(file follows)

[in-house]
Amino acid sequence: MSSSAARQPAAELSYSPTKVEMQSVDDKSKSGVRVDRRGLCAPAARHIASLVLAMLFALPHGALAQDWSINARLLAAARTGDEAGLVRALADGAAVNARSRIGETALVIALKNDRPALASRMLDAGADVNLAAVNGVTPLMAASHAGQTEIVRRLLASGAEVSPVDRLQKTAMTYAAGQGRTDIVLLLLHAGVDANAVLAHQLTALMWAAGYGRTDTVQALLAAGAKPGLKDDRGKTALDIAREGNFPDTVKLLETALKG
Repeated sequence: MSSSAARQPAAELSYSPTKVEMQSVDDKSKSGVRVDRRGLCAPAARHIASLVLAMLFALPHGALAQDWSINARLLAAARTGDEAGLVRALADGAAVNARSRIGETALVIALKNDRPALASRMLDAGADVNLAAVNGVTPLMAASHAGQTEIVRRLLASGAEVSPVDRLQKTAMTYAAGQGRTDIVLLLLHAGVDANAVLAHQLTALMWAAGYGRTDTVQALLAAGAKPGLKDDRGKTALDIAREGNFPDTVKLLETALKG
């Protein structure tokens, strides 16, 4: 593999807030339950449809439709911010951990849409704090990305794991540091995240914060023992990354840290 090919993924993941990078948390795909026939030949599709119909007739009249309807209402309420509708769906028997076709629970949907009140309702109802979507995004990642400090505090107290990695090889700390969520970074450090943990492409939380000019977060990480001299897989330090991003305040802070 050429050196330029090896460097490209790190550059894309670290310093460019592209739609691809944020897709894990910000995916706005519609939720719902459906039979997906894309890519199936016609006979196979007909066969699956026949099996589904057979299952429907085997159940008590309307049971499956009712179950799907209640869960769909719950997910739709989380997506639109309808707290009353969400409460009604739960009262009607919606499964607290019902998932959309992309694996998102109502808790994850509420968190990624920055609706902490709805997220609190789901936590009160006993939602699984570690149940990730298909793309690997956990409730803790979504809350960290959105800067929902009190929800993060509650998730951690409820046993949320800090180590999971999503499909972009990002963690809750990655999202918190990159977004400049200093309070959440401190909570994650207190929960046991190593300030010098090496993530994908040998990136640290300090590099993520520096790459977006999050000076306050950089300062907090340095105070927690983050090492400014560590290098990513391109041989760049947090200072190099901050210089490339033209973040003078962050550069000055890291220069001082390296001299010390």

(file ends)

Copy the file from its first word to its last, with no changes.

[in-house]
Amino acid sequence: MSSSAARQPAAELSYSPTKVEMQSVDDKSKSGVRVDRRGLCAPAARHIASLVLAMLFALPHGALAQDWSINARLLAAARTGDEAGLVRALADGAAVNARSRIGETALVIALKNDRPALASRMLDAGADVNLAAVNGVTPLMAASHAGQTEIVRRLLASGAEVSPVDRLQKTAMTYAAGQGRTDIVLLLLHAGVDANAVLAHQLTALMWAAGYGRTDTVQALLAAGAKPGLKDDRGKTALDIAREGNFPDTVKLLETALKG
Repeated sequence: MSSSAARQPAAELSYSPTKVEMQSVDDKSKSGVRVDRRGLCAPAARHIASLVLAMLFALPHGALAQDWSINARLLAAARTGDEAGLVRALADGAAVNARSRIGETALVIALKNDRPALASRMLDAGADVNLAAVNGVTPLMAASHAGQTEIVRRLLASGAEVSPVDRLQKTAMTYAAGQGRTDIVLLLLHAGVDANAVLAHQLTALMWAAGYGRTDTVQALLAAGAKPGLKDDRGKTALDIAREGNFPDTVKLLETALKG
């Protein structure tokens, strides 16, 4: 593999807030339950449809439709911010951990849409704090990305794991540091995240914060023992990354840290 090919993924993941990078948390795909026939030949599709119909007739009249309807209402309420509708769906028997076709629970949907009140309702109802979507995004990642400090505090107290990695090889700390969520970074450090943990492409939380000019977060990480001299897989330090991003305040802070 050429050196330029090896460097490209790190550059894309670290310093460019592209739609691809944020897709894990910000995916706005519609939720719902459906039979997906894309890519199936016609006979196979007909066969699956026949099996589904057979299952429907085997159940008590309307049971499956009712179950799907209640869960769909719950997910739709989380997506639109309808707290009353969400409460009604739960009262009607919606499964607290019902998932959309992309694996998102109502808790994850509420968190990624920055609706902490709805997220609190789901936590009160006993939602699984570690149940990730298909793309690997956990409730803790979504809350960290959105800067929902009190929800993060509650998730951690409820046993949320800090180590999971999503499909972009990002963690809750990655999202918190990159977004400049200093309070959440401190909570994650207190929960046991190593300030010098090496993530994908040998990136640290300090590099993520520096790459977006999050000076306050950089300062907090340095105070927690983050090492400014560590290098990513391109041989760049947090200072190099901050210089490339033209973040003078962050550069000055890291220069001082390296001299010390």